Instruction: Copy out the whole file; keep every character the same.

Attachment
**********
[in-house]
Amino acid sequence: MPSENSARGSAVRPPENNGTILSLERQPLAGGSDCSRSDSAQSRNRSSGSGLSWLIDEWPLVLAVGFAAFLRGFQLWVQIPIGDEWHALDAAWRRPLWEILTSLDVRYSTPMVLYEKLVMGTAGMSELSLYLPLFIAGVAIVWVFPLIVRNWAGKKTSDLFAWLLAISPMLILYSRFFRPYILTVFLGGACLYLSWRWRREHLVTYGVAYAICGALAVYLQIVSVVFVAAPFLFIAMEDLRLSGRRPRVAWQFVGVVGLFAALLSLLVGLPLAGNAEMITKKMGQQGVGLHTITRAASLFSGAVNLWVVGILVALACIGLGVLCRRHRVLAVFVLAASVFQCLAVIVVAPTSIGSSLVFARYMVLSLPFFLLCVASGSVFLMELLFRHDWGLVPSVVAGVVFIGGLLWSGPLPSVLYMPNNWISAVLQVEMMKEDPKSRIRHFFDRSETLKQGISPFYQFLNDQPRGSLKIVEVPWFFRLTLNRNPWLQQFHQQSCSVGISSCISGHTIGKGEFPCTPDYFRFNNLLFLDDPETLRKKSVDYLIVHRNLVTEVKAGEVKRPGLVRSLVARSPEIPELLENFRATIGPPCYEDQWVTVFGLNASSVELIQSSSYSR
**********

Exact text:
[in-house]
Amino acid sequence: MPSENSARGSAVRPPENNGTILSLERQPLAGGSDCSRSDSAQSRNRSSGSGLSWLIDEWPLVLAVGFAAFLRGFQLWVQIPIGDEWHALDAAWRRPLWEILTSLDVRYSTPMVLYEKLVMGTAGMSELSLYLPLFIAGVAIVWVFPLIVRNWAGKKTSDLFAWLLAISPMLILYSRFFRPYILTVFLGGACLYLSWRWRREHLVTYGVAYAICGALAVYLQIVSVVFVAAPFLFIAMEDLRLSGRRPRVAWQFVGVVGLFAALLSLLVGLPLAGNAEMITKKMGQQGVGLHTITRAASLFSGAVNLWVVGILVALACIGLGVLCRRHRVLAVFVLAASVFQCLAVIVVAPTSIGSSLVFARYMVLSLPFFLLCVASGSVFLMELLFRHDWGLVPSVVAGVVFIGGLLWSGPLPSVLYMPNNWISAVLQVEMMKEDPKSRIRHFFDRSETLKQGISPFYQFLNDQPRGSLKIVEVPWFFRLTLNRNPWLQQFHQQSCSVGISSCISGHTIGKGEFPCTPDYFRFNNLLFLDDPETLRKKSVDYLIVHRNLVTEVKAGEVKRPGLVRSLVARSPEIPELLENFRATIGPPCYEDQWVTVFGLNASSVELIQSSSYSR